Apple MacBook Pro Review
So I did it… I cracked… I bought a Mac. After years of using PCs and building my career around working with them, I bought a Mac. From the second I purchased it I had the feeling of betrayal from the PCs that have been so loyal to me, but I had to do it. Something about the sleek and minimal design, to the glowing half-bitten apple on the exterior, the ability to describe the device with words like “all aluminum unibody casing” just drew me in. Was it worth it?
Look & Feel
As soon as you open the box you have to admire how efficiently it has been packaged. Apple has obviously payed a lot of attention to detail even for something as little as packaging. Lift off the thin veil of plastic and you now have access to one of the most beautiful laptops on the market. As soon as you hold the MacBook Pro you can feel the build-quality. The entire enclosure is thin and light. It looks polished and refined. It feels very strong and durable. Open the lid and you see the product of what was once a single piece of aluminum, the unibody case.
I must say that I love the feel of the keyboard. It almost makes you want to type just for the sake of typing. I also love how the back-lit black keys look on the aluminum body. The one gripe that I do have is regarding the sharp edges of the aluminum casing. Yes they look amazing, but after typing for a while I have to check my wrists to make sure that they aren’t slit. I would suggest on the next MacBook Pro iteration to make sure that this is addressed.
The touchpad is the most natural that I have ever used. Apple has done it right. No need for a track-point (keyboard-nipple), or multiple buttons to control your clicks. Just one big, smooth, glass surface that clicks, that is multi-touch and that is completely customizable.
I’ve never enjoyed using a touchpad so much. Using multi-touch gestures including swipe, pinch, rotate, and four-finger swipe. When Apple designs something its really simple and effective. Over the years Apple’s devices have crept into my hands starting with an iPod Nano, to an iPod Classic, to the 1st-gen iPhone, and then the iPhone 3G. One thing that drew me to them was how they all just worked. There was no need to read a manual to learn how to configure or use the device. You just clicked it and it worked. The touchpad is just the same.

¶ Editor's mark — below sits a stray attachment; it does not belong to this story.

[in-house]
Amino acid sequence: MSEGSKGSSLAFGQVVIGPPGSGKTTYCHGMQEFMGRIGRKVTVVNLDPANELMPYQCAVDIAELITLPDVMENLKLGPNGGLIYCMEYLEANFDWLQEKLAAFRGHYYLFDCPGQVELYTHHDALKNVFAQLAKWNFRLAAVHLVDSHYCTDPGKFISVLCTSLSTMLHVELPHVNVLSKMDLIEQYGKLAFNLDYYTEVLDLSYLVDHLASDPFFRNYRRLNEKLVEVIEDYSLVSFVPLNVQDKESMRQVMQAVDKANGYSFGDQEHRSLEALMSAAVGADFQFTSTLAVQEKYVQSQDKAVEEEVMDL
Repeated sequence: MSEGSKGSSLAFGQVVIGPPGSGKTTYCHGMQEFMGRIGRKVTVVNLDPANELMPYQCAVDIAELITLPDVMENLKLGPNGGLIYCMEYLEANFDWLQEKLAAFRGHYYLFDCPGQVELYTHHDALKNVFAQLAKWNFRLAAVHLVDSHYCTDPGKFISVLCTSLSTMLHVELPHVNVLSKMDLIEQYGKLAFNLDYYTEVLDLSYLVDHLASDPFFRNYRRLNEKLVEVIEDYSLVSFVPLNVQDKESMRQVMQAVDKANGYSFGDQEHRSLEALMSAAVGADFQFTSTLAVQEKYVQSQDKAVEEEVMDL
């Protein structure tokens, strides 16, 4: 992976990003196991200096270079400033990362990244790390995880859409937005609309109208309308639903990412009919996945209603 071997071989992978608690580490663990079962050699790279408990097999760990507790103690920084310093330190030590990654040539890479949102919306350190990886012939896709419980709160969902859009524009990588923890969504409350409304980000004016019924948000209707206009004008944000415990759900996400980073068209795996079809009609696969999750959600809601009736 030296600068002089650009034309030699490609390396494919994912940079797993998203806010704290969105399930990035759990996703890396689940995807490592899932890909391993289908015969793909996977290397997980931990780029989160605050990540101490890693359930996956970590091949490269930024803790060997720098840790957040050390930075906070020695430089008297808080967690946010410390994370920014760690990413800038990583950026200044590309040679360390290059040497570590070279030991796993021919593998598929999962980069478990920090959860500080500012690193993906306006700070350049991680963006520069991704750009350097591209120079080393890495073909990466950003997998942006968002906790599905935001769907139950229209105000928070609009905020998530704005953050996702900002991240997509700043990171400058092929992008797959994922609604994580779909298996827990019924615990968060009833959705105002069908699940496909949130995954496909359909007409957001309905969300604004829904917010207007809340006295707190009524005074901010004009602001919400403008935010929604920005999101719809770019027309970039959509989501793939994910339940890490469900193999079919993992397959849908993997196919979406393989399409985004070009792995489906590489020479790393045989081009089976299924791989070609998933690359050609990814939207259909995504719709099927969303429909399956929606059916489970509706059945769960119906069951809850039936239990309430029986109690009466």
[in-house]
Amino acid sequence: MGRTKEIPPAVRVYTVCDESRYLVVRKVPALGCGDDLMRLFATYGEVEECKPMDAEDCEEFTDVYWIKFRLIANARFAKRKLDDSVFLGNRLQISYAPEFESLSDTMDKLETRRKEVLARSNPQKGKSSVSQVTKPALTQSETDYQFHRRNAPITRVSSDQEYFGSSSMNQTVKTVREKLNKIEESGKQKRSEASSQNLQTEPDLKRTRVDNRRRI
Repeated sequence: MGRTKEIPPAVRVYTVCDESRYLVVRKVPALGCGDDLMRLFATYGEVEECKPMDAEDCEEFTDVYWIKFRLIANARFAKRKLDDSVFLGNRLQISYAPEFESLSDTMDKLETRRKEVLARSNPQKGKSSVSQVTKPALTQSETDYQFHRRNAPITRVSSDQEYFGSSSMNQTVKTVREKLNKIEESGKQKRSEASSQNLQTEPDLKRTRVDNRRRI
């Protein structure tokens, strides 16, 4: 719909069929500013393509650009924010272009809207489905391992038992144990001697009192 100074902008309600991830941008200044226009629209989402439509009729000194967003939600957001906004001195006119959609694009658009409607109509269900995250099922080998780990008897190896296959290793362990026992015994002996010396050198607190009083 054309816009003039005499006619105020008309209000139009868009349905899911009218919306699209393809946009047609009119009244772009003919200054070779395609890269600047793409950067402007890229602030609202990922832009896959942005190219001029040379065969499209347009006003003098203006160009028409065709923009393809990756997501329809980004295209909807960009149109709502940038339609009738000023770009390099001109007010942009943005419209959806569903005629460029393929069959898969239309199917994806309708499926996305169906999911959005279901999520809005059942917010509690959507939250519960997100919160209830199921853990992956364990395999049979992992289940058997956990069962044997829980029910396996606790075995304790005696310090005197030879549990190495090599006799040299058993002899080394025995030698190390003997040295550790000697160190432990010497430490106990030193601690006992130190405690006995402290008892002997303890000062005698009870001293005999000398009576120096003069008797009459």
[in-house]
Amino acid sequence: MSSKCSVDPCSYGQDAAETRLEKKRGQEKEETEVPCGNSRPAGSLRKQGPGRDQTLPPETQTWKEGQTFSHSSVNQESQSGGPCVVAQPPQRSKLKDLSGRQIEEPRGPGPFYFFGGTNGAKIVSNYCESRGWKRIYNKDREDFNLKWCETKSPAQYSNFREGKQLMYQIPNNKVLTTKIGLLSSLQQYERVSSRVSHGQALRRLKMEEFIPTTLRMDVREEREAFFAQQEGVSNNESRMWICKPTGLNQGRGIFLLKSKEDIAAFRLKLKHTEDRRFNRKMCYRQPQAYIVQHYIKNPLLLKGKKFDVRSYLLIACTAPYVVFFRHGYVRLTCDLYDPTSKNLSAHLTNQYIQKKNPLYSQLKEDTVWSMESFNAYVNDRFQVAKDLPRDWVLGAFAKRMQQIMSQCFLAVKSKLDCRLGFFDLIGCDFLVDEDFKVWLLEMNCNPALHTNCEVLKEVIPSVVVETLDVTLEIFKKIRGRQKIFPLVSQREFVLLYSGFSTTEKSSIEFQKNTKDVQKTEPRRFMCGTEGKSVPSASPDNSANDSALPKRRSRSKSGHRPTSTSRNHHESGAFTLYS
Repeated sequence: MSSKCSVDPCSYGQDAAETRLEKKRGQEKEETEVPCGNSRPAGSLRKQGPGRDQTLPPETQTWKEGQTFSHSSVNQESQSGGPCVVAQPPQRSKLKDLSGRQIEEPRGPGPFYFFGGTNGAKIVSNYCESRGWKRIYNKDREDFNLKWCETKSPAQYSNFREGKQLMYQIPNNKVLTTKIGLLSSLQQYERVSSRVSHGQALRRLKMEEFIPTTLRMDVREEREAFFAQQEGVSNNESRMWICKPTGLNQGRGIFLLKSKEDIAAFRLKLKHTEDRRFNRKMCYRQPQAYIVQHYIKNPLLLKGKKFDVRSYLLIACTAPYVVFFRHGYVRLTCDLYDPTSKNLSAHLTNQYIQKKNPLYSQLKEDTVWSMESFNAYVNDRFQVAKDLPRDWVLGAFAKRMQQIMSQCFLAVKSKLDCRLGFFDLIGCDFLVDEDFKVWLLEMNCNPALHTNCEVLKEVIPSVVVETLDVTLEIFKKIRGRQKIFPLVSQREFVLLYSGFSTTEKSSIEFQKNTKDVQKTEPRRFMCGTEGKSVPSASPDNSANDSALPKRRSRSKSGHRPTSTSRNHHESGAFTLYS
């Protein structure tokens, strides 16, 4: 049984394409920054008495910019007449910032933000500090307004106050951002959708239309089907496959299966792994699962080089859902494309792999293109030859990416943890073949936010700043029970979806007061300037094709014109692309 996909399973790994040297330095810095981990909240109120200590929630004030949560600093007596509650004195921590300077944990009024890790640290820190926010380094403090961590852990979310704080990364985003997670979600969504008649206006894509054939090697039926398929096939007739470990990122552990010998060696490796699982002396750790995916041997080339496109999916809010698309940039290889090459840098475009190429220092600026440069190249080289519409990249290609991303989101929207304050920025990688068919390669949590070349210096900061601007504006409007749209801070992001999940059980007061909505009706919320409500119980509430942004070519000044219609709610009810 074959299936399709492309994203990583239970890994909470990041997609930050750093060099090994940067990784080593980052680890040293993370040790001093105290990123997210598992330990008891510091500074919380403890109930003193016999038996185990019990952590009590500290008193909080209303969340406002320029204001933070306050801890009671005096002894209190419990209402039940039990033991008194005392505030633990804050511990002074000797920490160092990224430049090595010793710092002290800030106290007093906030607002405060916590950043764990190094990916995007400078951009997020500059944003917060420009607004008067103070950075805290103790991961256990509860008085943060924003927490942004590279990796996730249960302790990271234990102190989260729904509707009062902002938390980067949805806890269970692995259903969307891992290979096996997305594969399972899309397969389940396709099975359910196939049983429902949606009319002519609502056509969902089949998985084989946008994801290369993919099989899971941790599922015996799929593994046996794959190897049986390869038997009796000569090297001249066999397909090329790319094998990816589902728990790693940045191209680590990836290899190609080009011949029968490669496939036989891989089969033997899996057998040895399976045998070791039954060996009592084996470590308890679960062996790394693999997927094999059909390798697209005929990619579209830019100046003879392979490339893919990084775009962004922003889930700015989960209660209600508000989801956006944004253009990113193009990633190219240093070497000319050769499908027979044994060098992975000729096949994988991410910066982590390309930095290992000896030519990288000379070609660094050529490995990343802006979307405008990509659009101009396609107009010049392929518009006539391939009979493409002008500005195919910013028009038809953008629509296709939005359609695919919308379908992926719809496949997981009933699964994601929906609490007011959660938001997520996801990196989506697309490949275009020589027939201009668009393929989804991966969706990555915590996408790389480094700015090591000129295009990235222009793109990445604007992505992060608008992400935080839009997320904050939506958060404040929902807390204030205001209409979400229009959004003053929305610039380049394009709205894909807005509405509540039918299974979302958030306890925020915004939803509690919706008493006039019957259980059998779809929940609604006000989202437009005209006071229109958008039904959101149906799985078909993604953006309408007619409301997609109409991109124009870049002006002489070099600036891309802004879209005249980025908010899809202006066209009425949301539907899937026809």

Look at the MacBook Pro screen and you’ll see nothing but edge-to-edge glass. The LED back light allows for a extremely thin and bright display that looks amazing. It also automatically dims depending on the lighting environment, so that battery life is conserved.
Performance & Battery Life
Now I only went with the entry level MacBook Pro that came with the 2.26 GHz Intel Core 2 Duo, 2 GB RAM, 160 GB 5400 RPM Hard Drive, and the NVIDIA 9400 GT Video Card. These specs are more than enough for the average computer user, but I had planned on using applications like Photoshop, Dreamweaver, Traktor, and a couple of other RAM intensive program. Instead of ordering the machine with the additional RAM, I decided to order it from OWC and install 4 GB myself. Along with that upgrade I also decided to install a larger and faster 500 GB 7200 RPM hard drive. Those 2 upgrades made a huge difference in performance and only cost me an additional $200, rather than the extra $400 from Apple.
I haven’t run any official benchmarks on my machine to compare the previous configuration to the current, but the difference is noticeable.
Apple claimed over 7 hours of battery life with this laptop. That is amazing by any standard, but never that realistic. So I didn’t expect that kind of usage from it. Surprisingly I am easily able to squeak 4-5 hours on battery with the display on a dimmer setting, and the keyboard back-light also on dim.
Apple also claims that these batteries are capable of over 10,000 full charges. I’ll be amazed if I get that kind of life out of this battery, but then again that is why I did purchase the extra 3 year warranty.
I love my MacBook Pro. If you are even considering getting one, do it. It is probably more expensive than its PC counterpart but I can guarantee that you will find the added value as you start using it. Apple’s attention to detail is beyond surprising, from the battery status indicator on the exterior, to the little green light that comes on the keyboard when your caps-lock is enabled. The switch from PC to Mac is no where near as hard are you make think it is.